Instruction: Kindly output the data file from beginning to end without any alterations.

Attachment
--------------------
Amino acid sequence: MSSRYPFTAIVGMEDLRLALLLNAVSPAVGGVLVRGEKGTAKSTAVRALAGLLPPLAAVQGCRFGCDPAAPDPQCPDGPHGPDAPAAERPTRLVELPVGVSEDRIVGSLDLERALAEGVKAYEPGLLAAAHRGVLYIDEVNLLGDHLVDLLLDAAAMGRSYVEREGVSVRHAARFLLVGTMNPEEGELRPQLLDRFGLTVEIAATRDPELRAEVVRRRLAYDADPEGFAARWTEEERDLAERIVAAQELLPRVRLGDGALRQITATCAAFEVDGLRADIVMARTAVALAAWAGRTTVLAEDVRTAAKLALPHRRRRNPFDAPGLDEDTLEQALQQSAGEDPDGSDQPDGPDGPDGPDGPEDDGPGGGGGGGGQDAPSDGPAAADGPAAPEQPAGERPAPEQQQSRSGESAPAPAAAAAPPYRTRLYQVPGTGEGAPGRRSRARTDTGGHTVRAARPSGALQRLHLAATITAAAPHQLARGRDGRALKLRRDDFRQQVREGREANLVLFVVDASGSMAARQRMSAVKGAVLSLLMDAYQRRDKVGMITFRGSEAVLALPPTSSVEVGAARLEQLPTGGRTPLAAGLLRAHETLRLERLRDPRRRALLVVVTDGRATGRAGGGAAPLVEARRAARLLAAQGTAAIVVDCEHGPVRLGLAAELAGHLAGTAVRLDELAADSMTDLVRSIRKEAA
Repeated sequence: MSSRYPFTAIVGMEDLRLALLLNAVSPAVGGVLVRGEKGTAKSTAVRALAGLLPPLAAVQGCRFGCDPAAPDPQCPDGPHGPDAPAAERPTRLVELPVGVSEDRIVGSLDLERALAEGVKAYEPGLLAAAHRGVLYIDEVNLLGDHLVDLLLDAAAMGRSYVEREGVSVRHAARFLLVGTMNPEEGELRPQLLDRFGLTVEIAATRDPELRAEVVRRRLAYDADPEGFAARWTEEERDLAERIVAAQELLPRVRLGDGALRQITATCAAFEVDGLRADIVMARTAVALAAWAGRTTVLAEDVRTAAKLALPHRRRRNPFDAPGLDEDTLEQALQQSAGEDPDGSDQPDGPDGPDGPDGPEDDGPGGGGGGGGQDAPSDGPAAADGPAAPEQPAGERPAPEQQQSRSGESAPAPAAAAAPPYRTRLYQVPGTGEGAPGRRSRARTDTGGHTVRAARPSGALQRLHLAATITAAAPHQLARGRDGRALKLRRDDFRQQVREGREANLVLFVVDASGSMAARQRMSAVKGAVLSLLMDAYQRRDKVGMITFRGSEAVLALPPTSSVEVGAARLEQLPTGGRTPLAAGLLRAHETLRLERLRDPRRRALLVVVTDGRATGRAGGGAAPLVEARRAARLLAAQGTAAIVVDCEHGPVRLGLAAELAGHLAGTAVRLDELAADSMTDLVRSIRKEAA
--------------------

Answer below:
Amino acid sequence: MSSRYPFTAIVGMEDLRLALLLNAVSPAVGGVLVRGEKGTAKSTAVRALAGLLPPLAAVQGCRFGCDPAAPDPQCPDGPHGPDAPAAERPTRLVELPVGVSEDRIVGSLDLERALAEGVKAYEPGLLAAAHRGVLYIDEVNLLGDHLVDLLLDAAAMGRSYVEREGVSVRHAARFLLVGTMNPEEGELRPQLLDRFGLTVEIAATRDPELRAEVVRRRLAYDADPEGFAARWTEEERDLAERIVAAQELLPRVRLGDGALRQITATCAAFEVDGLRADIVMARTAVALAAWAGRTTVLAEDVRTAAKLALPHRRRRNPFDAPGLDEDTLEQALQQSAGEDPDGSDQPDGPDGPDGPDGPEDDGPGGGGGGGGQDAPSDGPAAADGPAAPEQPAGERPAPEQQQSRSGESAPAPAAAAAPPYRTRLYQVPGTGEGAPGRRSRARTDTGGHTVRAARPSGALQRLHLAATITAAAPHQLARGRDGRALKLRRDDFRQQVREGREANLVLFVVDASGSMAARQRMSAVKGAVLSLLMDAYQRRDKVGMITFRGSEAVLALPPTSSVEVGAARLEQLPTGGRTPLAAGLLRAHETLRLERLRDPRRRALLVVVTDGRATGRAGGGAAPLVEARRAARLLAAQGTAAIVVDCEHGPVRLGLAAELAGHLAGTAVRLDELAADSMTDLVRSIRKEAA
Repeated sequence: MSSRYPFTAIVGMEDLRLALLLNAVSPAVGGVLVRGEKGTAKSTAVRALAGLLPPLAAVQGCRFGCDPAAPDPQCPDGPHGPDAPAAERPTRLVELPVGVSEDRIVGSLDLERALAEGVKAYEPGLLAAAHRGVLYIDEVNLLGDHLVDLLLDAAAMGRSYVEREGVSVRHAARFLLVGTMNPEEGELRPQLLDRFGLTVEIAATRDPELRAEVVRRRLAYDADPEGFAARWTEEERDLAERIVAAQELLPRVRLGDGALRQITATCAAFEVDGLRADIVMARTAVALAAWAGRTTVLAEDVRTAAKLALPHRRRRNPFDAPGLDEDTLEQALQQSAGEDPDGSDQPDGPDGPDGPDGPEDDGPGGGGGGGGQDAPSDGPAAADGPAAPEQPAGERPAPEQQQSRSGESAPAPAAAAAPPYRTRLYQVPGTGEGAPGRRSRARTDTGGHTVRAARPSGALQRLHLAATITAAAPHQLARGRDGRALKLRRDDFRQQVREGREANLVLFVVDASGSMAARQRMSAVKGAVLSLLMDAYQRRDKVGMITFRGSEAVLALPPTSSVEVGAARLEQLPTGGRTPLAAGLLRAHETLRLERLRDPRRRALLVVVTDGRATGRAGGGAAPLVEARRAARLLAAQGTAAIVVDCEHGPVRLGLAAELAGHLAGTAVRLDELAADSMTDLVRSIRKEAA